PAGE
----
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Author Archive: Economist

Minister: Nigeria to Recommend 50 Percent Hike in Minimum Wage

Nigeria is to send a bill recommending a national minimum monthly wage rise of 50 percent to 27,000 naira ($88) to lawmakers in the national assembly, the labor minister said on Tuesday.

Cost of living is a major campaign issue ahead of a presidential election on 16 February and unions want the minimum wage to be raised from 18,000 naira.

Inflation stood at a seven-month high of 11.44 percent in December.

Disagreements over the minimum wage saw labor unions striking across Nigeria in September. President Muhammadu Buhari said in January that he would increase the minimum wage, but did not specify by how much.

“The 27,000 naira minimum wage is the benchmark,” Labor Minister Chris Ngige told reporters in Abuja on Tuesday. Ngige said some government workers could receive a higher salary of 30,000 naira a month.

The minister did not say when the bill would be sent to lawmakers. Any change would need to be signed into law by Buhari. ($1 = 306.3000 naira)

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Brazil’s Nationalist Leader to Address Davos Globalist Crowd

Brazilian President Jair Bolsonaro will headline the first full day of the World Economic Forum in Davos, Switzerland, with a speech to political and business leaders.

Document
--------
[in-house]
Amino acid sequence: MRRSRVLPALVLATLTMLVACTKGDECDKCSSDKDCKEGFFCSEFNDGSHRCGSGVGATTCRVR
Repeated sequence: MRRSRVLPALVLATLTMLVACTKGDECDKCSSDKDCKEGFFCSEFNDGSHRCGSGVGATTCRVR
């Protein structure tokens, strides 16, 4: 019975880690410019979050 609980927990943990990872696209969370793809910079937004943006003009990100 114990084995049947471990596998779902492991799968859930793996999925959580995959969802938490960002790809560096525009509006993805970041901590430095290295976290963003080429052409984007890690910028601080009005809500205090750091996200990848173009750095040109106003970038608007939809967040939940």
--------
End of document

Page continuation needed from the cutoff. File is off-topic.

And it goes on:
The nationalist leader is attending an event that has long represented business’s interest in increasing ties across borders. But globalism is in retreat as populist leaders around the world put a focus back on nation states, even if that means limiting trade and migration.

 

After Bolsonaro’s speech on Tuesday, German Chancellor Angela and Japanese Prime Minister Shinzo Abe will address the gathering on Wednesday.

 

But several key leaders are not attending to handle big issues at home: U.S. President Donald Trump amid the government shutdown, British Prime Minister Theresa May to grapple with Brexit talks, and France’s Emmanuel Macron to face popular protests.

 

 

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Economists: Political Uncertainties, Trade Tensions Affect Economic Growth

Economists warn that political uncertainties and trade tensions could undermine global economic growth. Rights groups warn of the dangers of growing economic inequality. About 3,000 political and economic leaders have gathered in the Swiss resort town of Davos to discuss global business and economic trends at an annual economic forum. VOA’s Zlatica Hoke reports.

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UN Forecasts Global Economic Growth Around 3 Percent in 2019

The United Nations is forecasting that the global economy will grow by around 3 percent in 2019 and 2020, but says waning support for multilateralism, escalating trade disputes, increasing debt and rising climate risks are clouding prospects

The United Nations is forecasting that the global economy will grow by around 3 percent in 2019 and 2020, but says waning support for multilateralism, escalating trade disputes, increasing debt and rising climate risks are clouding prospects.

The U.N.’s report on the World Economic Situation and Prospects 2019 also stresses that economic growth is uneven and often doesn’t reach countries that need it most.